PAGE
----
The Process of Building a House
In March we closed on two acres of land. I naively thought we’d be living in our beautiful new barndominium by the end of the year. I have since discovered that building a home is a process. And it’s a process that takes quite a bit of time. We finally broke ground on November 23rd, a month after we closed our construction loan. I’m hopeful that we get to spend next Christmas at Tanglefoot Farm.
We are building a small house with a big shop. The house is 900 square feet, more than enough for two empty nesters, with a gorgeous open kitchen and living room. The shop/garage is for cars, my vintage camper, and room to work on our latest projects. The two are connected by a covered patio that will be a great place to hang out year around. I spent a lot of time drawing and redrawing plans, trying to pack as much functionality into our barndominium as I could. I’m happy with it on paper, hopefully it will flow as well in real life. I also really like the look of the outside of the house. Dark Gray siding, Austin stone, and a black roof & trim are going to look great. I’ve mocked it up in a landscaping program, and it I love it.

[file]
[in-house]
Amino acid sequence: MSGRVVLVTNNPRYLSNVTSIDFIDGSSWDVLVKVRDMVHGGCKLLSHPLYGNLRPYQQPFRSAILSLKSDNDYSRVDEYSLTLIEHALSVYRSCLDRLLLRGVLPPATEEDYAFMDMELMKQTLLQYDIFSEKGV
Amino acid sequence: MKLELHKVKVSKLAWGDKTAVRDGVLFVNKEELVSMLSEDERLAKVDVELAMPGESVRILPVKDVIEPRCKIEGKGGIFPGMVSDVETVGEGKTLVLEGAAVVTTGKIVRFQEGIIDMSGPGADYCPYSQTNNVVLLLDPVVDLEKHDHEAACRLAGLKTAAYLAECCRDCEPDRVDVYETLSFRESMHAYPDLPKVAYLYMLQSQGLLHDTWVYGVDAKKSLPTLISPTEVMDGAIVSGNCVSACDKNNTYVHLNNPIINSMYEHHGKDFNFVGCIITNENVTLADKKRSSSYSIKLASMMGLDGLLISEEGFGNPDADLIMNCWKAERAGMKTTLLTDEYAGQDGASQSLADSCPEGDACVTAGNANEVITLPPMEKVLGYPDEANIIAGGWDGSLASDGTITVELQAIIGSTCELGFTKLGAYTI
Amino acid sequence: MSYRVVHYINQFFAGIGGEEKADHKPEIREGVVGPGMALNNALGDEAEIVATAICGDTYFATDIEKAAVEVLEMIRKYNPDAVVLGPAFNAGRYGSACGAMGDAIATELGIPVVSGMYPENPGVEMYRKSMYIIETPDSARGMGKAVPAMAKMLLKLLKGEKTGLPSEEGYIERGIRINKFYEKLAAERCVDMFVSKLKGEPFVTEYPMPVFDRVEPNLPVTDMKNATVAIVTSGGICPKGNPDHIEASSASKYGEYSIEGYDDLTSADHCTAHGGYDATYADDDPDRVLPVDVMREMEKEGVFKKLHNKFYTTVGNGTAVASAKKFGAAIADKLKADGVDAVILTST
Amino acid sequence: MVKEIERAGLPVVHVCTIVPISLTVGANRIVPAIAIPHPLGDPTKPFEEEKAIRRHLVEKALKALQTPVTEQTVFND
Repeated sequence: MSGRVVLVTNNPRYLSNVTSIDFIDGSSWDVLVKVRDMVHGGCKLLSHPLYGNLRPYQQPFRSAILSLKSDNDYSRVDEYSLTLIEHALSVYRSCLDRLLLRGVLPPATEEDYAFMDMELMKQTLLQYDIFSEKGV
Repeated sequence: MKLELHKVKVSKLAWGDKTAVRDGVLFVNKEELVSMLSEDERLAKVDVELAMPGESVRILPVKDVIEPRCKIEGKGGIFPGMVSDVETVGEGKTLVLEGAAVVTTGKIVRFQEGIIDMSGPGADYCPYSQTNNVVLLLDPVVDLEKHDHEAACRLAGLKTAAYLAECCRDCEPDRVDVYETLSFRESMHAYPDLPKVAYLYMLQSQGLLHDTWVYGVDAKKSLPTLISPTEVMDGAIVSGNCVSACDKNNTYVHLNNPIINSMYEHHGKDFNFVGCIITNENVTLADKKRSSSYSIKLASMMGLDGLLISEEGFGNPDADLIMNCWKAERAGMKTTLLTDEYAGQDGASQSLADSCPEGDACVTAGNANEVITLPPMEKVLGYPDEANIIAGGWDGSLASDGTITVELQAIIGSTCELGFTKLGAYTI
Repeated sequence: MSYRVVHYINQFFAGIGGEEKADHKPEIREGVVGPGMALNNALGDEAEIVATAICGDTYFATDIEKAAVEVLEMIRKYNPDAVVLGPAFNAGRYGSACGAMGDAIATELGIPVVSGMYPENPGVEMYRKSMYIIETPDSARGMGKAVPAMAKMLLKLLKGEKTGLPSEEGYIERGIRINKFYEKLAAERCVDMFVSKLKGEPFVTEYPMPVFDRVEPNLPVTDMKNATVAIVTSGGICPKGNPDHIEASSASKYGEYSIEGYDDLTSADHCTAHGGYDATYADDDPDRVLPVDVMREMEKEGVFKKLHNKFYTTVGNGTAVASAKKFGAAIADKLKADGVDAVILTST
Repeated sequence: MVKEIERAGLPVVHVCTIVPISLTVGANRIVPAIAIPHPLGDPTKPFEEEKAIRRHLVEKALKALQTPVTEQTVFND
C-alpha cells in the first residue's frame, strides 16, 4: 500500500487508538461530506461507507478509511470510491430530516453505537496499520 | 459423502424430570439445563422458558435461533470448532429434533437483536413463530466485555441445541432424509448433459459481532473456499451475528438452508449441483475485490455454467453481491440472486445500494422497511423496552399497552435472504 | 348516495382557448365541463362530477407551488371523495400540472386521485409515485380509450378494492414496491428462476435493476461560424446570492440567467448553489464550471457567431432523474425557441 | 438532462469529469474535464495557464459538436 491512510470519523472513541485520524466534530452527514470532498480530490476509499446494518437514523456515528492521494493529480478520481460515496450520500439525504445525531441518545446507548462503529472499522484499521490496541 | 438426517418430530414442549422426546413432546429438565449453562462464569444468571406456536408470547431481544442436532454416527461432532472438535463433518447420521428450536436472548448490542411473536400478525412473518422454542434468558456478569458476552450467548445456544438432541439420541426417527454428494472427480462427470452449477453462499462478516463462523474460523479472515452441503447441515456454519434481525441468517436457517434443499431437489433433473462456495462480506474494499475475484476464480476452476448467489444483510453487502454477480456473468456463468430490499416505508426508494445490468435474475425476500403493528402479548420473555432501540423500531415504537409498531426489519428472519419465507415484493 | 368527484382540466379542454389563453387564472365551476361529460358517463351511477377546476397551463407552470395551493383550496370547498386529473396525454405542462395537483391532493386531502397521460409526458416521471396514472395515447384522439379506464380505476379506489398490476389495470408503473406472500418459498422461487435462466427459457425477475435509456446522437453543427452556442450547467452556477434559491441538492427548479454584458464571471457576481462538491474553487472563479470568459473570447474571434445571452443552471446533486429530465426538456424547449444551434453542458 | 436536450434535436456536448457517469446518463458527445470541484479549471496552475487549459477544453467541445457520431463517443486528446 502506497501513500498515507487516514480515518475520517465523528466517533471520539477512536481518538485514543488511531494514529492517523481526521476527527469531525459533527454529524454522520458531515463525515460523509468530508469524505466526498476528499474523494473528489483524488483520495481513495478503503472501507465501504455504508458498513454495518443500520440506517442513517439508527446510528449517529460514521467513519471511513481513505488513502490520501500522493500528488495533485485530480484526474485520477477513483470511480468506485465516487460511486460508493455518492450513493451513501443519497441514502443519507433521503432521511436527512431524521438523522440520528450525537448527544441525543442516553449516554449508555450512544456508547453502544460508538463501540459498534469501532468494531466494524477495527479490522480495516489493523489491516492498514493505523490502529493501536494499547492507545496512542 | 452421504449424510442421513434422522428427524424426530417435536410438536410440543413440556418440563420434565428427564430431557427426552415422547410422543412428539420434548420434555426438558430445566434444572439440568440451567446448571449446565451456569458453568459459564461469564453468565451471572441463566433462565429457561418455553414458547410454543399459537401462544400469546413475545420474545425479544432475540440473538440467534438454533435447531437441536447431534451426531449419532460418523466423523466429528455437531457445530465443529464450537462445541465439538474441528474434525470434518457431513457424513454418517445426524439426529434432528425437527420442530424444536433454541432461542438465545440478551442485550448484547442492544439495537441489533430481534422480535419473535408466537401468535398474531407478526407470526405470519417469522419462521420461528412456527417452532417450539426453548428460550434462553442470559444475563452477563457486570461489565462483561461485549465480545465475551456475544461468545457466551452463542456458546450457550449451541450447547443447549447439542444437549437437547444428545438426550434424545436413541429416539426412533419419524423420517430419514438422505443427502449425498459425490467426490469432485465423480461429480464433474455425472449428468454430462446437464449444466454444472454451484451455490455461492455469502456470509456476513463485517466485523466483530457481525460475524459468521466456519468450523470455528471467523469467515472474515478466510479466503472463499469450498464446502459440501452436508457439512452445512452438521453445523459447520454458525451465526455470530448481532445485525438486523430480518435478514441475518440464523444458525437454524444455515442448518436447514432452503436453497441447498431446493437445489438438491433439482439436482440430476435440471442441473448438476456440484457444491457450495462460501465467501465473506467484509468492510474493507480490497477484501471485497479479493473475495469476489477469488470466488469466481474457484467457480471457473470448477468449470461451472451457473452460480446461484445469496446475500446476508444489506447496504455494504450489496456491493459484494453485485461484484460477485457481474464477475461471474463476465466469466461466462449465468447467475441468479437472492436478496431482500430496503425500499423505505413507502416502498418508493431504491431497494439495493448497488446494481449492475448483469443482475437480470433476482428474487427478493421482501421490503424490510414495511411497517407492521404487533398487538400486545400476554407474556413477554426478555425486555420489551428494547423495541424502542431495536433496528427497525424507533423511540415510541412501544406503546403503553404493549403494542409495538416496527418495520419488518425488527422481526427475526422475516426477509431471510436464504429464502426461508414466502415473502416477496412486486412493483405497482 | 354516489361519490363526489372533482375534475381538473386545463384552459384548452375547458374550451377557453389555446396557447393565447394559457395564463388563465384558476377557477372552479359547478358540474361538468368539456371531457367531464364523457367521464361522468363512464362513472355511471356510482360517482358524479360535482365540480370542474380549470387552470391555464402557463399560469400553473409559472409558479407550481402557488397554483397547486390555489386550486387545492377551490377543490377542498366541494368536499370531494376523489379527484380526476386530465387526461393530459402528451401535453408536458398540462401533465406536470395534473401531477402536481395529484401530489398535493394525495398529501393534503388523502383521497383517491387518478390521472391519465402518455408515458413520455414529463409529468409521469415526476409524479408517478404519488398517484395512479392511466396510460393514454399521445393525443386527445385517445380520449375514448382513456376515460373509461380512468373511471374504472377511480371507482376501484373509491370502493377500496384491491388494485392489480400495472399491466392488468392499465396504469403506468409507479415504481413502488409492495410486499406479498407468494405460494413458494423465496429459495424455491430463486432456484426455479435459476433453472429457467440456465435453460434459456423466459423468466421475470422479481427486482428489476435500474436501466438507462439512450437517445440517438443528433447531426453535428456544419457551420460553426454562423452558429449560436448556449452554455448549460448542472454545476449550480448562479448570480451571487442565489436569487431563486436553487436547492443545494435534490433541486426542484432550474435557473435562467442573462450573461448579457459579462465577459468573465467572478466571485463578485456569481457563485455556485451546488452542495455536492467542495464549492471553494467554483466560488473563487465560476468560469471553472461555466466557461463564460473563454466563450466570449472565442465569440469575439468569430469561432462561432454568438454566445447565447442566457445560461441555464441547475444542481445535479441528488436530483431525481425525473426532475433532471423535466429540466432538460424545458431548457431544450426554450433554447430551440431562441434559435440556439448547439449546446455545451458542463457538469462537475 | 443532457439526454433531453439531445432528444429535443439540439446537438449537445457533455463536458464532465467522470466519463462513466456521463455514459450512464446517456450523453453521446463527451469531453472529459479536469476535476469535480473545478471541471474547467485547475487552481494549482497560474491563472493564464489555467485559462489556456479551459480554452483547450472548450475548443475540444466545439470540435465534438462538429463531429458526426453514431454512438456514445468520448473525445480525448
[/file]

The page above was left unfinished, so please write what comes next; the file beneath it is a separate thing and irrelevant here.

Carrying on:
While we waited on bids and plans, and other things, I signed up for a Permaculture Design course, and developed the landscape and garden plans for Tanglefoot. One of the main features is a pond in the front. It will let us store water for irrigation and animals, and the excavated dirt will be used to level the pad for the house.
Other elements in the landscape include an orchard, a large herb garden, and a firepit area. A substantial part of the lot is left for a wildlife corridor, including prairie grasses and the creek area. The barndominium is more or less centered on the site.
The timeline, at least my timeline, will put us in the house by late summer. The landscape design will take about three years to complete, with another three years before the fruit trees began to bear fruit. The goal is to have a sustainable system in place before we retire.
The barndominium will be very energy efficient, with solar providing about 80% of our electricity, and a wood stove to keep it warm in the winter. We have other eco-friendly systems that will help make living here very affordable when we retire. Although it’s definitely a process, we are finally are our way to being homeowners.